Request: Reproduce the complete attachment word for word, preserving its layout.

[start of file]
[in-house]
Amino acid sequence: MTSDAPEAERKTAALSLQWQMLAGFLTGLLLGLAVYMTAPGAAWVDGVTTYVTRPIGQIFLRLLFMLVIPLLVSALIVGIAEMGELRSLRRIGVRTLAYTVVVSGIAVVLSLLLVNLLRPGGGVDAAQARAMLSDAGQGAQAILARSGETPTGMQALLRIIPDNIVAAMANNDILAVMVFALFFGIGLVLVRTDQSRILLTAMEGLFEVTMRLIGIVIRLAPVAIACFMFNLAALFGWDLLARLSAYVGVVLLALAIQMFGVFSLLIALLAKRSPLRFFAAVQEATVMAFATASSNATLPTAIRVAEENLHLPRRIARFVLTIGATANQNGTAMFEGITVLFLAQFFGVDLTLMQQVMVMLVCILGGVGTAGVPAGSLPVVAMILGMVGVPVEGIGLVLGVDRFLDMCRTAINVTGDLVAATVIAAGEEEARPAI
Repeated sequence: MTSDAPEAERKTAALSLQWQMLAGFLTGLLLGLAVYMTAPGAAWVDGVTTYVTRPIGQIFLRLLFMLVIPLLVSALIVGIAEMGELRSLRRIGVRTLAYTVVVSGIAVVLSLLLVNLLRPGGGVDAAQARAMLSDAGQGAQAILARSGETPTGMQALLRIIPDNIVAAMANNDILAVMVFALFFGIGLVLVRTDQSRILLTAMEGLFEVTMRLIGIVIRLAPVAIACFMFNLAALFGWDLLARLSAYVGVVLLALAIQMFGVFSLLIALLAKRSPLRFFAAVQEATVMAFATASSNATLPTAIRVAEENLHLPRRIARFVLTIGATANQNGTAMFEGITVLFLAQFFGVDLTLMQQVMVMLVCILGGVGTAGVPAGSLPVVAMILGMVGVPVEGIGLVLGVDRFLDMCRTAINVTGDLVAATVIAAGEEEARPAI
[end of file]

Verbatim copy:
[in-house]
Amino acid sequence: MTSDAPEAERKTAALSLQWQMLAGFLTGLLLGLAVYMTAPGAAWVDGVTTYVTRPIGQIFLRLLFMLVIPLLVSALIVGIAEMGELRSLRRIGVRTLAYTVVVSGIAVVLSLLLVNLLRPGGGVDAAQARAMLSDAGQGAQAILARSGETPTGMQALLRIIPDNIVAAMANNDILAVMVFALFFGIGLVLVRTDQSRILLTAMEGLFEVTMRLIGIVIRLAPVAIACFMFNLAALFGWDLLARLSAYVGVVLLALAIQMFGVFSLLIALLAKRSPLRFFAAVQEATVMAFATASSNATLPTAIRVAEENLHLPRRIARFVLTIGATANQNGTAMFEGITVLFLAQFFGVDLTLMQQVMVMLVCILGGVGTAGVPAGSLPVVAMILGMVGVPVEGIGLVLGVDRFLDMCRTAINVTGDLVAATVIAAGEEEARPAI
Repeated sequence: MTSDAPEAERKTAALSLQWQMLAGFLTGLLLGLAVYMTAPGAAWVDGVTTYVTRPIGQIFLRLLFMLVIPLLVSALIVGIAEMGELRSLRRIGVRTLAYTVVVSGIAVVLSLLLVNLLRPGGGVDAAQARAMLSDAGQGAQAILARSGETPTGMQALLRIIPDNIVAAMANNDILAVMVFALFFGIGLVLVRTDQSRILLTAMEGLFEVTMRLIGIVIRLAPVAIACFMFNLAALFGWDLLARLSAYVGVVLLALAIQMFGVFSLLIALLAKRSPLRFFAAVQEATVMAFATASSNATLPTAIRVAEENLHLPRRIARFVLTIGATANQNGTAMFEGITVLFLAQFFGVDLTLMQQVMVMLVCILGGVGTAGVPAGSLPVVAMILGMVGVPVEGIGLVLGVDRFLDMCRTAINVTGDLVAATVIAAGEEEARPAI